Different Types of Lube: A Guide

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Different Types of Lube: A Guide

 

Friction, while pleasant sometimes, can also be the bane of sexual activity. Too little of it and all that sexual machinery starts to break down. Too much and there’s not a good slide-to-sensation balance. 

Add to this the fact that everyone’s lubrication preferences are a little different, as well as that everyone also has different levels of natural lubrication, and you’ve got a whole bunch of fun to explore. Fortunately, there’s a masterful wonder product that can save us from all our friction woes. It’s a hero in all its slippy-slidey glory; yes, we’re talking about lube. 

In the words of erotic educator Taylor Sparks, “Lube makes everything better.”


What is lube?

Lube has been around for a looooooong time. For example, in roughly 350 BC, ancient grease from Ancient Greece was used for anal sex by both heterosexual and homosexual couples. In 600 BC, ancient Chinese folks were using a seaweed-based lube, and in the 17th century, people in Japan had lube made from mashed yams. 

In other words, human beings have found ways to slide appendages into orifices for a very long time, despite some prominent cultural and/or religious desires to stave off the sexual sides of self-expression.

At its most basic, lube for sex is any body-safe substance that allows penetrating objects to get all nice and slidey in order to more easily slip into an orifice, or across a body. Lube can be made from all sorts of different materials, and those materials will have an effect on the sexual experience you so desire. 


What to look for in a lube

pH level

Depending on the type of sex you’re having, whether you are experimenting on pegging positions (see “what is pegging”  here), vaginal sex, or other types of sex, different lubes make more sense. One thing to keep in mind is that the pH balance of your lube is important, especially for vulva-havers. For vaginal intercourse, you ideally want your lube to have a pH of around 4, and for the best anal lube, a pH between 5.5 and 7 is good. 

Lubes that fall outside these brackets can be used in vaginal or anal play, but you run the risk of ending up with a pH imbalance, which can cause problems like skin irritation, and can also lead to a greater risk of STI transmission. There really isn’t a best lube for all occasions; you’ve got to pick and choose based on your desired play and sexual activity to alleviate whatever anal or vaginal dryness you don’t love that much. 


Ingredients

Sometimes, lube can be advertised as vegan or organic lube, which, depending on your values, can be a plus. Really, the most important thing is that the ingredients list is small and doesn't have anything concerning in it — for example, lubes with sugar products (or anything that acts like sugar) in them can contribute to yeast infections in people with vaginas.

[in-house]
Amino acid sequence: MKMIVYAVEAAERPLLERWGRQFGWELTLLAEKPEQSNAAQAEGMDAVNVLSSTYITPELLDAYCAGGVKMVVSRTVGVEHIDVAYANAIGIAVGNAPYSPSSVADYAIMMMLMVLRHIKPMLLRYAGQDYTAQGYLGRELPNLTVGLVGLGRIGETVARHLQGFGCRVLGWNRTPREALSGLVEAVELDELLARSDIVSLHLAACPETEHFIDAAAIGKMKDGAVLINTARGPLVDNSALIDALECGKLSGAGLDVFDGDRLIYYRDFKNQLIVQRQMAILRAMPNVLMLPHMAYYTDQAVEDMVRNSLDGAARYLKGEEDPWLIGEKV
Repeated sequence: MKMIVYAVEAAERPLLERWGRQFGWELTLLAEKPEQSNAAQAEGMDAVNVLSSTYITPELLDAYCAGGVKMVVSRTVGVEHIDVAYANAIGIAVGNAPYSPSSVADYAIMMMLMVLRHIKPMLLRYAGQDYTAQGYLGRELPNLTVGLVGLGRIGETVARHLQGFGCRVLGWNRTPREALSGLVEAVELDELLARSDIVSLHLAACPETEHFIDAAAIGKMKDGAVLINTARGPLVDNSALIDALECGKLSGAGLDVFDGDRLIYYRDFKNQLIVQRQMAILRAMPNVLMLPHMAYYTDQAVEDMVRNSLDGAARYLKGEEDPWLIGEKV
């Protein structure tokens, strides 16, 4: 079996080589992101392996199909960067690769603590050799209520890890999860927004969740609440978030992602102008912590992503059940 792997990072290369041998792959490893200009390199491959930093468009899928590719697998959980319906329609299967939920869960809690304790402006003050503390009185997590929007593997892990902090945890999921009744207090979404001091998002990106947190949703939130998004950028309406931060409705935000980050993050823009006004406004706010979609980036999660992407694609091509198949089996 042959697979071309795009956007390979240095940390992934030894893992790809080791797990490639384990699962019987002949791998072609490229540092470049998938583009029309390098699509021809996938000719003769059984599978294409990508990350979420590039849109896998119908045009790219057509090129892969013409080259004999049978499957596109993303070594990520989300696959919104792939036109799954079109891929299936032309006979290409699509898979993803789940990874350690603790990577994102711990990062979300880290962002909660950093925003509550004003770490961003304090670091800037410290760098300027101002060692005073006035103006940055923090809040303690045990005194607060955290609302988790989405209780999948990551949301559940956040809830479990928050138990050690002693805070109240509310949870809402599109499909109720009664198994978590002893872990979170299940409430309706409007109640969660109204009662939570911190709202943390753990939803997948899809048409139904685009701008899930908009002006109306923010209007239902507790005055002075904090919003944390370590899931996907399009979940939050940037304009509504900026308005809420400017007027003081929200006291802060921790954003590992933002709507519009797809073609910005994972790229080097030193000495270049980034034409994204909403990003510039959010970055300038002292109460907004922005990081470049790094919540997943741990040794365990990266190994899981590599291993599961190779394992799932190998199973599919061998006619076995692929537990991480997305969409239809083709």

“When it comes to vaginal sex,” says sexpert and columnist Zachary Zane, “you want a lube with natural ingredients that won’t irritate [your own] or your partner’s vulva. The last thing you or your partner wants is a UTI.”

Also, if you have sensitive skin, other than knowing how to use lube, you should be extra cautious about your product choices when it comes to lube. Look for calming agents like aloe vera, and avoid products that can be stimulating in a less-than-fantastic way. For example, warming or cooling lubes can sometimes cause issues for people with sensitive skin, as well as products with propylene glycol.


Water-based lube

Water-based lubricants tend to be the easiest to recommend because they don’t come with extra complications. They won’t have any negative effects on barriers (like condoms); they won’t damage your favorite silicone adult sex toys, and they’re safe for vaginal lubrication. They do tend to be thinner in feel and they dry out quicker, so reapplication of water-based personal lubricant during sex can be more frequent. The quicker-to-dry issue could come into play more dramatically during certain sex acts, like butt play, for instance. If you’re gearing up for anal sex, it’s a good idea to grab a specialized anal sex lube. 

Speaking of anal sex, remember that the rule of thumb is that more lube is always better. If you don’t use enough lube for anal (or vaginal, for that matter) sex or toy penetration, you run the risk of creating micro-tears in the tissues, which you really don’t want. So feel free to throw a lube party over here!


A note of caution: